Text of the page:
Although the 2009 French Open final itself was unremarkable, everything leading up to 6-4 in the third was extraordinary. Federer’s meteoric rise to 12 grand-slam wins had everyone saying “Federer is the best ever...given a bit more seasoning, he’ll easily blow past the Sampras 14 to who knows how many wins.”
As fate would have it, nothing in life, including Roger Federer, is perfect. In January 2008, Federer was seemingly and uncharacteristically struggling. There was talk of a “chicken virus,” never mind the then world No. 1 said he didn’t eat any.
It turned out that Federer was suffering from Glandular Fever (a.k.a. Mononucleosis), a virus characterized by, among other things, severe fatigue. The general advice for Mono is bed rest and plenty of fluids; no strenuous activity until at least four weeks after the virus has run its course.
What did Federer do? He made it to the semi-finals of the Australian Open. Stopping just long enough along the way to beat Janko Tipsaravic, 10 games to 8 in the fifth set, co-authoring one of the greatest third round matches the AO has ever seen. The subsequent loss to Djokovic in the semis heralded a year of doubt and struggle for the Federer camp.
The preceding matches and ensuing semifinal loss at the 2008 PacLife Open (l. to Mardy Fish) were chock-full of wild unforced errors. The press started calling Roger Federer human, beatable even. Those wild errors and now diminishing belief of the press got into the Swiss No. 1’s head.
After a handful of other early round dismissals, Federer gave in and hired world renowned coach, José Higueras. The two started off with a bang. The pair traveled to Estoril, Portugal, where Federer earned his first title of 2008 and announced the clay court season officially open.
At the Monte-Carlo Masters, the “Fed Express” was back on track. Under the watchful eye of Higueras, Federer obliterated his draw. Some argue, the suspect semifinal retreat of Djokovic, was really just the Serbian caving under the Federer pressure. Nole said it was a sore throat.
The following straight sets loss to Nadal in the final is not what’s remarkable. What is of note, however, are the subtle positive changes in the struggling Swiss’s game-first seen at this tournament.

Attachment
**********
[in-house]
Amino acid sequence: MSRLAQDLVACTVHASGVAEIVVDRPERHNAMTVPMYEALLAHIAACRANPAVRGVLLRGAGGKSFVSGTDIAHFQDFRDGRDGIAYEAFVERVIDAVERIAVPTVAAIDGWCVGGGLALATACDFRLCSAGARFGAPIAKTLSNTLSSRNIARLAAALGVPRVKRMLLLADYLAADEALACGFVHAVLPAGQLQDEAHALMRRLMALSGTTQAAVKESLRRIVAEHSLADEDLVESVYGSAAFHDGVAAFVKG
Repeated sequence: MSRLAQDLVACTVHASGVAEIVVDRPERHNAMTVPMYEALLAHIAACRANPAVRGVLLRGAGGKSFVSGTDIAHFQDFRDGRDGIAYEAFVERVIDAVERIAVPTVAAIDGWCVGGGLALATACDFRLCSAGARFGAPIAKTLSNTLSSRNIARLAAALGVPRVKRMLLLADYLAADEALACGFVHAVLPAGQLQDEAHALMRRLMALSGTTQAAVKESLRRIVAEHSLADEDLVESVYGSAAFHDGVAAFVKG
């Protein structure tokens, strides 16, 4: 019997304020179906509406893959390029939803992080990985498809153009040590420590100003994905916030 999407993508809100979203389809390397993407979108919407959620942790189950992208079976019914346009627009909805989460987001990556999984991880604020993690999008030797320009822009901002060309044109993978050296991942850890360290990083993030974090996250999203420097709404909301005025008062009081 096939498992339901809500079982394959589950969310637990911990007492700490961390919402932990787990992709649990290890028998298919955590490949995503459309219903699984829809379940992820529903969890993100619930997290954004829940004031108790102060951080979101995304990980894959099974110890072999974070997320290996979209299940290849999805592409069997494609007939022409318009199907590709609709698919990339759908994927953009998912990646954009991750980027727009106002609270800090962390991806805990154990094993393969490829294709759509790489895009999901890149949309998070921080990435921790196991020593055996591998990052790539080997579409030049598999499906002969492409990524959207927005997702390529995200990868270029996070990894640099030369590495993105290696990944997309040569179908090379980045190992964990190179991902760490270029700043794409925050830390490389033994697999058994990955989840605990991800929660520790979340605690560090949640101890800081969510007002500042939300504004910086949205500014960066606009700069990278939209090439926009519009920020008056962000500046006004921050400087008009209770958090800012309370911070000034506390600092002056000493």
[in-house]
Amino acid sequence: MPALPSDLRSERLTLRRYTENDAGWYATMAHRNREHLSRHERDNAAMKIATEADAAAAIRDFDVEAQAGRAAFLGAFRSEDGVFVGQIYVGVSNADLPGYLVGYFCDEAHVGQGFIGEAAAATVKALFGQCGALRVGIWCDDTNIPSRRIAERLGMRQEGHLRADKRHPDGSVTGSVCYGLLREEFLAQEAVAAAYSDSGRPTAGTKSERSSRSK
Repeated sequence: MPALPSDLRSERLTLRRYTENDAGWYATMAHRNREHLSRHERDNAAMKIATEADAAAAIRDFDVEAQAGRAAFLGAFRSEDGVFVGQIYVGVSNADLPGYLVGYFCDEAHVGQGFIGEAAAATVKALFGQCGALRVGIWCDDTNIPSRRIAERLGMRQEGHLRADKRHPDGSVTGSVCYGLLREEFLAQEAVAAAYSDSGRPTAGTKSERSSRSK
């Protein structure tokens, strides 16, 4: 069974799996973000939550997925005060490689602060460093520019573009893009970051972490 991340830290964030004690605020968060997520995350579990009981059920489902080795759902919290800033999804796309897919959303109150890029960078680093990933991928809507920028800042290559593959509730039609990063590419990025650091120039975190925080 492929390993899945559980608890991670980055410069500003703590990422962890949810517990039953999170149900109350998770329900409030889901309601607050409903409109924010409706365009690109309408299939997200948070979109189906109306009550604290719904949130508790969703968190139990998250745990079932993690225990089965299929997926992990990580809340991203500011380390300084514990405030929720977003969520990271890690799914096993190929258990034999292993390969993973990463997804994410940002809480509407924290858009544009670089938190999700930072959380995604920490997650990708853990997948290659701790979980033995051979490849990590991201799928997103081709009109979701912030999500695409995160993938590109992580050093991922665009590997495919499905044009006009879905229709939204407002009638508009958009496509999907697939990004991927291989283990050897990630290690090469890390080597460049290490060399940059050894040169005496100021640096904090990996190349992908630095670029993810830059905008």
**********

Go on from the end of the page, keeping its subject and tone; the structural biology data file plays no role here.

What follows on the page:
Federer, normally disdainful of the drop shot, was now trying to mix it into his arsenal. The Achilles Heel backhand was sometimes firing down the line instead of ALWAYS cross-court. A base-liner since his first Wimbledon title, all the sudden we see Federer serving out wide and finishing points at the net.
The crowds were now getting a taste of the Federer/Higueras cooking. And while tactically the recipe proved to be an edge, the Swiss was struggling with his execution. What’s more, in matches where he faced Nadal, he seemingly abandoned this game plan all together.
Roland Garros 2008, again Federer made quick work of his draw. The new additives in the Swiss mix served him well; the other guys were just not expecting drop shots or a serve volley. Finals Sunday, however, was a different story all together.
Stepping onto the court, the 26-year old Federer seemed stalwart. Unfortunately, the match proved to be a conquest for Nadal, who conceded just four games in three sets. Federer choked.
Higueras stepped back for Wimbledon. Present for the last time in Federer’s box at the 2008 U.S. Open, where Federer earned his fifth consecutive title. Notching him up to 13 slam trophies, putting him within shouting distance the elusive Sampras 14.
Shortly after the New York win, Federer and Higueras parted ways. Higueras went on to be named director of elite coaching development for the USTA while Federer was happy to close the book on a tumultuous 2008. The two remain good friends.
The first half of 2009 saw Federer in good stead. Gone, for the most part, were the wild forehand errors we’ve all come to fear. Mono, no longer a factor, the Swiss seemed okay. Not great, but okay none the less-until ATP World Tour Masters-Madrid.
The Swiss maestro commanded the field. The game plan? Dust off the Fed/Higi recipe, and this time, execute. Armed with 2008 clay court tactics, and this time being able to perform, Federer handled Nadal, beating the home-grown favorite, on his preferred turf, in his own back yard, in straight sets. The win, coming on the eve of Roland Garros, spelled H-O-P-E for the Federer camp.
And then the Draw.
Federer gets slapped with arguably the toughest section and it showed. Struggling with his opponents, struggling with himself, Federer was on the brink of dismissal. Against veteran Tommy Haas, the Swiss No. 2 was only five points away from NOT winning the French Open.
He came through.
What stood out in all his matches was how he was losing points when being decided by a long rally, but winning the points when he could construct a quick kill. Again, breaking out the Federer/Higueras cooking, we see the struggling Swiss using the drop shot to exactness, finishing points at the net that prove un-returnable and changing direction on his backhand that prevent him from getting stuck in the corner.
It was those subtle changes he adopted while working with Higueras, and fine-tuned in Madrid, that carried Roger Federer to one of the truly great moments in sports.
Coincidently, José Higueras was the last coach to work with Pete Sampras, parting ways in July, 2002. A few months later, Sampras beat Andre Agassi at a small tournament in New York. The win marked Sampras’s 14 career Grand Slam titles.